Dan de Sybel, chief technology officer at Infectious Media, features in Marketing Magazine highlighting how marketers can share their data without losing any control.
Marketers' reluctance to share the first-hand data and knowledge about customers means they're missing out on huge potential benefits in this programmatic world. Infectious Media's CTO Dan de Sybel offers practical reassurance on sharing without losing control.
What marketers know about their customers is their most valuable resource, one which they're understandably reluctant to share with external companies for fear of losing control – be it to violate the customer relationship or have it potentially siphoned off into competitor’s ad campaigns.
However, this reluctance means they're missing out on the huge benefits their data can bring if they share it externally, such as with programmatic providers. Particularly as the IAB showed 45% of online ads are now bought programmatically – and predicted to hit 70-80% by 2018.
So what are the benefits of sharing?
The information you have about your customers can be used to find other similar people out in the wild. Think of programmatic technology as a food mixer – you input the ingredients (your customer data), turn it on and suddenly there’s a new solution. In this case, it’s the ability to find and engage with swathes of new similar targets in a more accurate fashion and using messaging most likely to engage them.
More importantly, you can start to connect up the different channels you advertise on, understand the user journey across many different touchpoints, and start to predict when and what people are likely to buy from you. It all starts and ends with data, but to make it work effectively, it needs to be shared.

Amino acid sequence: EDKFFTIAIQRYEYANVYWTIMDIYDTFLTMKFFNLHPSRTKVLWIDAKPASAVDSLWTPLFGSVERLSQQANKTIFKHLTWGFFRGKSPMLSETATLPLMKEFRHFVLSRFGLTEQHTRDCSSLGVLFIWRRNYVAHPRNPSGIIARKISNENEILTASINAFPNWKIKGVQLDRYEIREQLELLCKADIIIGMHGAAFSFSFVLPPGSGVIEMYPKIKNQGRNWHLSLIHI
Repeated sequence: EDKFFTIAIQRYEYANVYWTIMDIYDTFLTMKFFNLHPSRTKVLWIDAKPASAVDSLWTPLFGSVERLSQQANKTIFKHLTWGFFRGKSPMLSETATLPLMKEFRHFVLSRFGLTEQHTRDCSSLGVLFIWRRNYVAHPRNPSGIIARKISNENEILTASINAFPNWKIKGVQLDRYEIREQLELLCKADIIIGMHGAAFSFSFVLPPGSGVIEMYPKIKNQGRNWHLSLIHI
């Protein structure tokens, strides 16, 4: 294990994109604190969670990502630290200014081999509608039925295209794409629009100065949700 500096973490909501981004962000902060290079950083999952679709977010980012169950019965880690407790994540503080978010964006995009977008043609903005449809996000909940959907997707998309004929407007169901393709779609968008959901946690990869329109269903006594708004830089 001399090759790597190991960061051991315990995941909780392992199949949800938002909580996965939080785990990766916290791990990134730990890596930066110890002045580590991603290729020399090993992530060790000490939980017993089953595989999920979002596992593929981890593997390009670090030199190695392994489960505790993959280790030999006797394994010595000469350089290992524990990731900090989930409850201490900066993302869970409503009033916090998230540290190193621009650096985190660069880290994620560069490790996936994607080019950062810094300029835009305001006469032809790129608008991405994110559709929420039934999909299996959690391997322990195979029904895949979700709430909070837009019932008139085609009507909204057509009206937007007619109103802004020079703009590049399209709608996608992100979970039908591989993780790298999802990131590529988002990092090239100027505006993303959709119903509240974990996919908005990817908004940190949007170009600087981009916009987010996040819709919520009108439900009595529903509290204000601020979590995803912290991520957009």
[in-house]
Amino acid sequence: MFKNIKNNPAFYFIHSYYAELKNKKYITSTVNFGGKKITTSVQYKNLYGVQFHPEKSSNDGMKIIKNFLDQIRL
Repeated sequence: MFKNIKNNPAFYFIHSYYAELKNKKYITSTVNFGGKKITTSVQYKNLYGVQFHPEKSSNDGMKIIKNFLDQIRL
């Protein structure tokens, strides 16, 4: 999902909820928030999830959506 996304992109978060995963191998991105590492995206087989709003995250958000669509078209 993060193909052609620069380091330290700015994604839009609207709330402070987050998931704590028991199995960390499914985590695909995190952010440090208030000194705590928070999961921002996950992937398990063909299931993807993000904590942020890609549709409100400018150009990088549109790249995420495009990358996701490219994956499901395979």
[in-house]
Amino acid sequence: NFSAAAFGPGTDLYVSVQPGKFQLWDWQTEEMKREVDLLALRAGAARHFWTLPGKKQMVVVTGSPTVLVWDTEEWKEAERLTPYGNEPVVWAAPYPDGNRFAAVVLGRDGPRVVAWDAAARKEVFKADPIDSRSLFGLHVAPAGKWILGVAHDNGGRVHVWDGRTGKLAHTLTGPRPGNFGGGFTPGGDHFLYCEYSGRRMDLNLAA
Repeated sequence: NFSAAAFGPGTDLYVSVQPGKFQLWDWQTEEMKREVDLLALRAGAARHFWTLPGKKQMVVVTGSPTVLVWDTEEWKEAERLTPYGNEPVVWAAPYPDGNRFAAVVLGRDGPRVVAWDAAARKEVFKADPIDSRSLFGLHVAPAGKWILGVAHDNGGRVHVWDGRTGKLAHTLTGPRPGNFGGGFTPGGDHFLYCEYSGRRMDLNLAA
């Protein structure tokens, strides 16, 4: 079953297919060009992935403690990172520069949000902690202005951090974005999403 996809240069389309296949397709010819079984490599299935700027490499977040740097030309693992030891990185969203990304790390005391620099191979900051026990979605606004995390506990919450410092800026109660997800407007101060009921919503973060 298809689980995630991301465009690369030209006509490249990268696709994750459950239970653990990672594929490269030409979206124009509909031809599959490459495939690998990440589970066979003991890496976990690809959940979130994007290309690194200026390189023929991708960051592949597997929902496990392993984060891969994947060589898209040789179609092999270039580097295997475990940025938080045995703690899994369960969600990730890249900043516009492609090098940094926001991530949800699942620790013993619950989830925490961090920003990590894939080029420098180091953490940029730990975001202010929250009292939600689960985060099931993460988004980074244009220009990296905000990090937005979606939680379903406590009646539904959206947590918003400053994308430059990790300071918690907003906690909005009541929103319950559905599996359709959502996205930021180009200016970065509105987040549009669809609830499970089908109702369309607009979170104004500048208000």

There are three simple steps marketers can take to share their data intelligently to reap these benefits without losing control.
Don’t be afraid
Just the word "data" can instil panic and fear but making use of your data need not be complex or frightening.
Cookie data, for example, rather than being a dirty word is simply data recorded from an advertiser’s website, it’s not a profile about individual customers. Your technical team should know basic data processing techniques so you can’t ‘translate’ cookies into personally identifiable information (PII).
Also, marketers should know they have the power to quickly switch off cookie data to any supplier they suspect of wrongdoing. Furthermore, due to cookie deletion, the data itself often becomes obsolete after a couple of weeks.
Coupling these small technical solutions with robust privacy and cookie policies allows you to harvest your data without fear of recrimination.
Be aware of tools that help
There are also technologies for making data sharing and use simple. Data Management Platforms (DMPs) – such as Oracle BlueKai and Adobe Audience Manager – allow marketers to share customer purchase data in a controlled but effective way.
Crucially, DMPs can function as a kind of one-stop shop gatekeeper into which any other partner – be it a Demand Side Platform (DSP), re-targeting vendor or other programmatic partner – can be plugged in. Thus, you only have to do one integration – with the DMP, which then takes care of all the others – rather than having to undertake lengthy integration work with each partner individually.
In other words, you simply put your data into one DMP and it delivers the relevant part of that data to the appropriate partner in a seamless and automated fashion.
Be vigilant – no heads in the sand
The worst thing marketers can do is ignore the data issue and expect their agency to handle it all for them. Agencies are paid to manage your advertising spend, not your data security. Thus, to minimise the chance of your data leaking you need to make sure you scrutinise all contracts – demanding clauses are included that cite you as the owner of the data and prevent its use with other advertisers.
It is also worth attempting to limit the number of active partners you work with at any one time, as the opportunity for data leakage increases with every new partner you sign up.
The biggest cause of data leakage is when you stop working with a particular partner but don't remove any of the technology processes you had in place to harvest data, such as their pixels on your website. I've seen advertiser sites littered with pixels from, literally, hundreds of DSPs, networks and re-targeters. The consequent legacy is you’re continuing to leak your data in one form or another to almost every one of them.
Think of terminating a contract with a partner as moving house – clean up properly. You wouldn't leave your valuables, bank cards and log-in details behind for the next incumbents, would you?